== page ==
Cleveland will need peak-energy LeBron on the defensive end for longer stretches than we’ve seen from him in the last couple years. He sets the tone for their activity level on back-end rotations, a theme that will become vital if the Cavs indeed choose to trap certain Curry pick-and-rolls. He can blow up a few plays a game if he stays engaged, and will often turn these into points the other way on easy buckets Cleveland will desperately need. On the other side of that coin, the results could be disastrous if James settles into the roaming, detached, “my presence scares you more than anything I’m actually doing” defense he often gets away with against lesser opponents. The Dubs are too smart for it.
Offensively, LeBron and the Cavs need to be prepared for a team that will practically beg him to do too much. The Warriors will disrespect his jumper more emphatically than anyone to this point, and will be content with an over-reliance on isolation play during the bulk of his minutes while he’s guarded by Andre Iguodala. They’ll shade his post-ups with well-timed strong-side overloads from guys like Bogut and Green, throw tons of pressure at his pick-and-rolls and generally make his life uncomfortable.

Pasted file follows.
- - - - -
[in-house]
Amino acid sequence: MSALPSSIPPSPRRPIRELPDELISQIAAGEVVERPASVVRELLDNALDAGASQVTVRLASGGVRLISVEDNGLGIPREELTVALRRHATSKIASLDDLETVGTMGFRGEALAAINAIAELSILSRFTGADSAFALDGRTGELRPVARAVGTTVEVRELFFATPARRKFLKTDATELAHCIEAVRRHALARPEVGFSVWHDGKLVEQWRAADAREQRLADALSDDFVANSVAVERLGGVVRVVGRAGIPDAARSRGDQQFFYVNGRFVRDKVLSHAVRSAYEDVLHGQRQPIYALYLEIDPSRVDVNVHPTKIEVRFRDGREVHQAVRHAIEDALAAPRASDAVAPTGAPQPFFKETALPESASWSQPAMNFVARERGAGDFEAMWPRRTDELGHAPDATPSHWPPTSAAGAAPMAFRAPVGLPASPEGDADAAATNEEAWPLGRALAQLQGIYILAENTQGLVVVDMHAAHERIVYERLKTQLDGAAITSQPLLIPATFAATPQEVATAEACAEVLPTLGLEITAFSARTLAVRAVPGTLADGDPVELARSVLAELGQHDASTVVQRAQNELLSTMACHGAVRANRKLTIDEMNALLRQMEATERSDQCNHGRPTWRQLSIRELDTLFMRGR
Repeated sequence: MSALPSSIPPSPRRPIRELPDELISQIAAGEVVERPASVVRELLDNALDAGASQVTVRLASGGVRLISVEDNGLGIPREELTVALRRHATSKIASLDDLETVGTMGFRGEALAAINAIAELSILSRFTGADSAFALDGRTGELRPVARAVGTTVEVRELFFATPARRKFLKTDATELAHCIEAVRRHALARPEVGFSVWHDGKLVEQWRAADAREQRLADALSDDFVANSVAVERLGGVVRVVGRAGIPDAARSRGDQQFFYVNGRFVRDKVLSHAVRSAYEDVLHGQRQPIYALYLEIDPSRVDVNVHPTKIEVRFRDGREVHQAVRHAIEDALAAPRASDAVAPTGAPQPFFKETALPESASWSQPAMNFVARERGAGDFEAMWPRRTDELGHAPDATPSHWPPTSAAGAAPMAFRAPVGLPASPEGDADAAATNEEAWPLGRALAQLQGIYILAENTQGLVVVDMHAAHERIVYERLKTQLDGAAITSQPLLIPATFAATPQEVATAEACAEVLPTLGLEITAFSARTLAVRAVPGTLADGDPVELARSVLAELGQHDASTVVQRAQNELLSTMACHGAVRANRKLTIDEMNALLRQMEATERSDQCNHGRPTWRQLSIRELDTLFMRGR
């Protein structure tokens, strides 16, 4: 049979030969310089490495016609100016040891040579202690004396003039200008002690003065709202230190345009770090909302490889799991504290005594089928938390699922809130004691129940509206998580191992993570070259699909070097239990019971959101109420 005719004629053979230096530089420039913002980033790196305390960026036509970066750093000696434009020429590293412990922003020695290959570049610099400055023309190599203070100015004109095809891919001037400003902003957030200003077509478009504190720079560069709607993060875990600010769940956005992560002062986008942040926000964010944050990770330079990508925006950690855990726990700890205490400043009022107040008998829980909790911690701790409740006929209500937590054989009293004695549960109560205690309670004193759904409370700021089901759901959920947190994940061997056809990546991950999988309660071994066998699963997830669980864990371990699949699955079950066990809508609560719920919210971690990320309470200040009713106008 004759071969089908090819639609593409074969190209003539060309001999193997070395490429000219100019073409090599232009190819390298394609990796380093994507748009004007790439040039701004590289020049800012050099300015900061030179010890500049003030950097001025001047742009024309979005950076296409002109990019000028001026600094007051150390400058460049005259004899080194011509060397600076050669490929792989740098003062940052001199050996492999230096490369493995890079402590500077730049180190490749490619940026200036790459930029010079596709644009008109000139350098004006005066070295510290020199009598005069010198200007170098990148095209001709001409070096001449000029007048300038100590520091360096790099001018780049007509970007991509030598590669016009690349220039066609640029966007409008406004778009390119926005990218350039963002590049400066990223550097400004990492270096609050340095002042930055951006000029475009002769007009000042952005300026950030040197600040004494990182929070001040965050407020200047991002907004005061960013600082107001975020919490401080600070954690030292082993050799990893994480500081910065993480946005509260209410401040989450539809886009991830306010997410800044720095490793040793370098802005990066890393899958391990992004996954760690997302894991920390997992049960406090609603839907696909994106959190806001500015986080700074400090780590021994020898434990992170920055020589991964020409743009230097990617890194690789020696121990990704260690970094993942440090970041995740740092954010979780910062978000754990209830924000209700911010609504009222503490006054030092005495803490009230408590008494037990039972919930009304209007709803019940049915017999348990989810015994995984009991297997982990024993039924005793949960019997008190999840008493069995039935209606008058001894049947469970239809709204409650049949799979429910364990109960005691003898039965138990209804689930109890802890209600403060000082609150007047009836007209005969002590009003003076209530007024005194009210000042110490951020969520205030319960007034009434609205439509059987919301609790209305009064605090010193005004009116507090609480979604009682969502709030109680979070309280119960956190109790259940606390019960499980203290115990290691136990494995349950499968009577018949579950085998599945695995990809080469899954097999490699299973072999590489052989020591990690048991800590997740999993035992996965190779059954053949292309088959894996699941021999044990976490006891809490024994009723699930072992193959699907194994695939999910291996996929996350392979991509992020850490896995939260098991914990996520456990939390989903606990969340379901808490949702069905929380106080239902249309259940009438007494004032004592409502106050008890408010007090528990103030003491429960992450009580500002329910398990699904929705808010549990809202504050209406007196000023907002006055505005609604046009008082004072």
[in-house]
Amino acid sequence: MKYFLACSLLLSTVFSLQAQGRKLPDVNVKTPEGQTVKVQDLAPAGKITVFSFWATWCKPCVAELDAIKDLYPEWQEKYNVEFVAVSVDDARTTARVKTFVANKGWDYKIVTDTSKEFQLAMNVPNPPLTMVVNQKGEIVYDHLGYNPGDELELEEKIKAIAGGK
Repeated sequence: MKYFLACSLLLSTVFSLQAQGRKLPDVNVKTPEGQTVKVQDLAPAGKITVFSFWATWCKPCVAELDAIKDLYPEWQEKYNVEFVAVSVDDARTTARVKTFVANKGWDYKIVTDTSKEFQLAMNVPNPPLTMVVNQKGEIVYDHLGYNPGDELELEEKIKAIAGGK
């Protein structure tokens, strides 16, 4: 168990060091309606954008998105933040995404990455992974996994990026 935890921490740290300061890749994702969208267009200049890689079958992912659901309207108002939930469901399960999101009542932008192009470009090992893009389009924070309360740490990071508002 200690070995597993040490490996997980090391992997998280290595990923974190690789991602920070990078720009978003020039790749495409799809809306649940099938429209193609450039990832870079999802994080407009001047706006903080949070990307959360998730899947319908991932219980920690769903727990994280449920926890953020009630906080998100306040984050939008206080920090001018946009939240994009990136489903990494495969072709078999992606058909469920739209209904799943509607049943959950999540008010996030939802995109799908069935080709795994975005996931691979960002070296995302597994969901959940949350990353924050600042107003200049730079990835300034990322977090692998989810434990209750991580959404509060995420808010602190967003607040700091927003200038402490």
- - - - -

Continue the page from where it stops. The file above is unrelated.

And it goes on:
Like in every other area, the Cavs will have to out-ruthless the Warriors when the opportunities present themselves. On the rare occasions James finds anyone but Iguodala in front of him, he should attack the mismatch immediately – before the Dubs have a chance to slide back into their preferred alignment, something they’re the best in the league at doing. If there’s even a hint of a possible transition chance, LeBron has to push for it.